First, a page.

other costsBank Rate is determined by the Bank of England. Essentially, it tells banks and building societies the price at which they must buy and sell their money at. Since 2009 Bank Rate has been at a historic low of 0.5% following an “emergency cut” by the Bank of England, however following various political shake ups in recent days (i.e. Britain’s decision to leave the European Union, Theresa May being appointed Prime Minister, and a new cabinet being appointed) many were expecting the Bank of England to announce a change in Bank Rate – not for it to increase, but to get even lower, down to 0.25%. Despite these expectations, last week the governor of the Bank of England, Mark Carney, announced that Bank Rate would remain at 0.5%.

This means that at this point in time, despite the current political machinations that may be going on, not much has changed for people looking to get a mortgage or remortgage. Banks and Building Societies are continuing to offer great deals, including some of the lowest fixed rate mortgages we’ve ever seen, and we can continue to take advantage. Of course, this doesn’t mean there will not be a cut at some point – many expect it to be as soon as next month. If it does fall further, borrowers may not see much impact as rates are already incredibly cheap.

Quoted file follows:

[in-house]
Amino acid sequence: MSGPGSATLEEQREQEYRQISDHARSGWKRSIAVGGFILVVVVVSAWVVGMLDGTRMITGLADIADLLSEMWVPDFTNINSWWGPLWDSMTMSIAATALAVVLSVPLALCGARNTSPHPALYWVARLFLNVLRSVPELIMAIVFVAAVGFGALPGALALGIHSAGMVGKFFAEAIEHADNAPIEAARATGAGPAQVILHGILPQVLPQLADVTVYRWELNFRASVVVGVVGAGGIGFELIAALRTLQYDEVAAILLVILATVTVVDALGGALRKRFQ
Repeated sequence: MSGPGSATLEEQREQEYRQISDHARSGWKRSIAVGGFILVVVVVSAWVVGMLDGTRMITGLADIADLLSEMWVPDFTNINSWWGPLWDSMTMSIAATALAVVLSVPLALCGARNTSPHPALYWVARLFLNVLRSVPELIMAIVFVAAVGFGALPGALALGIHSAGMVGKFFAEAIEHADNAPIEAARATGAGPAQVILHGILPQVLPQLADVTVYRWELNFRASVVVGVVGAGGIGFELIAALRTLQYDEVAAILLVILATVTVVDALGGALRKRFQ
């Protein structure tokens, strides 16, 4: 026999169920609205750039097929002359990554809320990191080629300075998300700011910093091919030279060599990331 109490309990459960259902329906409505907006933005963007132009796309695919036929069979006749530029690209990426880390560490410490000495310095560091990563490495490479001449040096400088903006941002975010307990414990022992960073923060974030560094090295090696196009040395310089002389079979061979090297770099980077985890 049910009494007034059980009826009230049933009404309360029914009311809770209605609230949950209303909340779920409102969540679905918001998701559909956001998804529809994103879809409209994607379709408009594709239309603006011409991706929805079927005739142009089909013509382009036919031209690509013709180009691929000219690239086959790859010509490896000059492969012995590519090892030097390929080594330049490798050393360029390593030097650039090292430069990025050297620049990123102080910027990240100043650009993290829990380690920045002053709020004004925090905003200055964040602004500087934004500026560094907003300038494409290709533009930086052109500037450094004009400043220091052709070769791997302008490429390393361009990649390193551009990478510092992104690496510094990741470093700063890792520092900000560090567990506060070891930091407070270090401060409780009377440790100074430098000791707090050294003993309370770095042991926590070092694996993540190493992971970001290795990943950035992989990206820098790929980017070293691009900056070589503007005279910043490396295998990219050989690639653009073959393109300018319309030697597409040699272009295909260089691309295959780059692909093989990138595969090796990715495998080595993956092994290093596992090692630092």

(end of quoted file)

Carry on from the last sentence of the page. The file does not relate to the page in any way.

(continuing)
Economists have been predicting for Bank Rate to rise “in one or two years” since 2009. Every time, they’ve been proved wrong. “When will Bank Rate rise to pre-credit crunch levels?” is still one of the most important questions to ask when analysing our economy, and the country’s rate of recovery. From many people’s point of view, it looks as if it will be a while yet.

Should Bank Rate rise, it will pose a much greater risk to mortgage borrowers, and the housing market as a whole. Everyone who has taken out a mortgage since 2009 is used to historically low mortgage repayments. Many of these borrowers are on fixed rate mortgages, and most only have a small amount of room to allow for rises. Many would struggle should rates rise, unless they employed the service of an independent mortgage advisor.

If the Bank of England was to raise Bank Rate, it could potentially cause a rush of sales from homeowners being forced to downsize, or banks being forced to repossess properties. This would have a huge impact on banks, the housing market, and the economy as a whole. The Bank of England is fully aware of this, and this is one of the reasons why many economists to not expect bank rate to rise any time soon.

In summary, many experts consider it unlikely for us to see a rise in Bank Rate for the foreseeable future. However, it’s almost impossible to predict how rates will change fully accurately. For many people, it may be best to stick to a fixed rate mortgage to guard against potential rises in rates. All of the above will affect everyone in different ways, for full, comprehensive advice on what is best for you, and your situation, get in touch with one of our specialist mortgage advisors.

What is Bank Rate? How do its changes effect borrowers?

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